Yes, I thought about it. However, IMHO, it’s still far away from being mature desktop OS for home user. I don’t want to start here endless “Windows vs Linux” flame. Please, understand me. Linux just doesn’t suit me yet.

That’s exactly the problem - only one codepage at a time. Suppose I want to burn files with Cyrillic, Turkish and Arabic names. Then graftabl is of no help.

If you can read these languages, would finding a forum based on those languages lead to a solution, since they have to deal with this? (I guess they have to deal with it) Or contact Roxio and Ahead directly and see what they say.

I tried other forums. The common consensus is that writing many languages at once is impossible. Only one non-English language at a time. Software vendors suggest to switch locale, too.

Currently I’m using one from Cyberlink known as Power2Go… or something similar sounding. That one works with unicode. I’ve actually successfully burnt dvd-rs that possess files containing chinese, korean and japanese words. But the catch to this software is it’s a very simple cd/dvd burning software… and it might not provide the necessary features/advanced features that you guys might be looking for. Hmm…I think I gonna try out Roxio’s and see if it works with unicode.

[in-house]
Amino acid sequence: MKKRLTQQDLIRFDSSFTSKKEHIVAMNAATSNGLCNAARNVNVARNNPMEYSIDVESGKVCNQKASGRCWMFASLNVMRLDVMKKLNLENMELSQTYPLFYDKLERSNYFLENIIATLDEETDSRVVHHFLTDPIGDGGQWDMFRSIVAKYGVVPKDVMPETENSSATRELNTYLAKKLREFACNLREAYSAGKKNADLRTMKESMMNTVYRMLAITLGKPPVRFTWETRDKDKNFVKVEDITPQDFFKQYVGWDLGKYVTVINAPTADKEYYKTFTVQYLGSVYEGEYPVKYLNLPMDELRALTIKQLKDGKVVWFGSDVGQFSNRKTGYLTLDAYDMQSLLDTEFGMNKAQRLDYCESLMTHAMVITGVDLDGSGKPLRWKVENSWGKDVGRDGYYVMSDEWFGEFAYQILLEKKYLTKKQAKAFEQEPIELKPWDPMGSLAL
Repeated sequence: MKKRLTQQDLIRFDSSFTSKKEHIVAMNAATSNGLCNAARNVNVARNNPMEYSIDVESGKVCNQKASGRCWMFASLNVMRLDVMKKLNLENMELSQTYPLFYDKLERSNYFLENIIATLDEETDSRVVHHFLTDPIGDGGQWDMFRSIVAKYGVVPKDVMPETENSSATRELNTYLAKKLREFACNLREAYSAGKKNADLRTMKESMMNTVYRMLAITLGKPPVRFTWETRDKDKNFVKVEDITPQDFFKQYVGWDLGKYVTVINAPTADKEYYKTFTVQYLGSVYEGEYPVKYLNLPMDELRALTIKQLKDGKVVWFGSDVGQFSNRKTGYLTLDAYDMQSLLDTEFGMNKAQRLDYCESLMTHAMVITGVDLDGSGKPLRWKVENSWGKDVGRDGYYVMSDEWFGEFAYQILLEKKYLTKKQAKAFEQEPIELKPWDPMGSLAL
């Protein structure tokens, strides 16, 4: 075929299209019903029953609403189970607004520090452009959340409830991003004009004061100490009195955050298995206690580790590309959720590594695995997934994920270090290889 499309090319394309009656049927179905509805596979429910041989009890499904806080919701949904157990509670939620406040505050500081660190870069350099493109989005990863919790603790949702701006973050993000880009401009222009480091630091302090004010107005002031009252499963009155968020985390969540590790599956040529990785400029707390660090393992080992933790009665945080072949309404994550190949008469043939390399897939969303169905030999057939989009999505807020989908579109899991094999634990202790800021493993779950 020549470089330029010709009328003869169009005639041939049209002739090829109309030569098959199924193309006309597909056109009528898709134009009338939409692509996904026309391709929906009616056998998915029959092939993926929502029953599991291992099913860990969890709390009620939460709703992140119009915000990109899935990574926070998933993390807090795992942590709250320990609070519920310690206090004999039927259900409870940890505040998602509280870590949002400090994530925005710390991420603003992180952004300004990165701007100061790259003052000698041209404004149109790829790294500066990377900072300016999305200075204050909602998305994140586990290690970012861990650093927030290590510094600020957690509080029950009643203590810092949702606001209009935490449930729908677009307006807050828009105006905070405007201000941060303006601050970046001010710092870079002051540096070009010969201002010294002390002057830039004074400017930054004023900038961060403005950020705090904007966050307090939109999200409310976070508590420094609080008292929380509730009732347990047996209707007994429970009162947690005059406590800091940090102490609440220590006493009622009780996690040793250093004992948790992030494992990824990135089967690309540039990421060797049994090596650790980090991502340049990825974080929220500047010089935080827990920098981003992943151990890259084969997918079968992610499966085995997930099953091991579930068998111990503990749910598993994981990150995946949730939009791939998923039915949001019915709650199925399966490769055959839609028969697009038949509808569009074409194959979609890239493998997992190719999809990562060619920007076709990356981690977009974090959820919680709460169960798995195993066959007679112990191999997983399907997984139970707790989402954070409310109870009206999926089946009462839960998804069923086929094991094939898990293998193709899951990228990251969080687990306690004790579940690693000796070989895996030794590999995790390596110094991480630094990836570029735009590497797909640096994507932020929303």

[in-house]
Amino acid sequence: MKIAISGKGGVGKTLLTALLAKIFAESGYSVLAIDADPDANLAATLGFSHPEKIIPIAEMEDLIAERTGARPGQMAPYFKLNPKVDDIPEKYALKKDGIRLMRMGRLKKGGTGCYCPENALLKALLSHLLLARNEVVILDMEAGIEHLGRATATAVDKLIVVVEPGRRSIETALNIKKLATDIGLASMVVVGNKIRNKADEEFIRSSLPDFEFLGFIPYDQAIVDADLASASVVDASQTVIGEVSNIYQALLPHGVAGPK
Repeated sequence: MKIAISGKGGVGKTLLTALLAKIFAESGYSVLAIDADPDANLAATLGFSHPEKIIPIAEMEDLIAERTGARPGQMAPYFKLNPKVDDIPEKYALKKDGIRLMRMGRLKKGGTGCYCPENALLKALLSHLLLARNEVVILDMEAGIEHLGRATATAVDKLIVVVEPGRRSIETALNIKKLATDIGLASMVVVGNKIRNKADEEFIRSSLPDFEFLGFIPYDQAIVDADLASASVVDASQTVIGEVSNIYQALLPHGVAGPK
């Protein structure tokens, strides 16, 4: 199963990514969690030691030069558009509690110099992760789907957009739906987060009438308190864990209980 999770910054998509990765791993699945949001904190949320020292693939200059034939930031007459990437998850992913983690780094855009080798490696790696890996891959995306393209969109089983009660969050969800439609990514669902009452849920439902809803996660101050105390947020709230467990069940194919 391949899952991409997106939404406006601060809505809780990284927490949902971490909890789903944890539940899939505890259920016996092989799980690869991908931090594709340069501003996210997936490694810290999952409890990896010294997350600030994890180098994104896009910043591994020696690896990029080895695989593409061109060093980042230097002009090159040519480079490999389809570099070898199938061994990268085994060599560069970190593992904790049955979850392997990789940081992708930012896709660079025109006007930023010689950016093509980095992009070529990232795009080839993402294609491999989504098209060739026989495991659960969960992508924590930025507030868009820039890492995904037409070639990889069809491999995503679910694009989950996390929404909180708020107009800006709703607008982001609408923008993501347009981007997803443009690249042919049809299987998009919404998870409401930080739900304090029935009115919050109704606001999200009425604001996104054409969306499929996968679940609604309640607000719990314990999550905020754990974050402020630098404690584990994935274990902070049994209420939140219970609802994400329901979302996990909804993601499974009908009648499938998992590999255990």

Thanks for the tip. I’ll give it a try.

Hmm…I think I gonna try out Roxio’s and see if it works with unicode.
I can save a bother. It doesn’t.

only thing i found to work is vso copytodvd

Actually, no. I wrote them an e-mail once. They confirmed that Unicode characters in GUI are unsupported yet.

even if its not officially supported, i have been able to burn japanese/chinese filenames no problems with it. can’t vouch for languages other than english/japanese/chinese though…

Complex Evolution work with any languages. But I don’t test to burn files on single disk.

Finally! The problem solved with CyberLink Power2Go software. Though its interface is quite clumsy, but it supports Unicode filenames.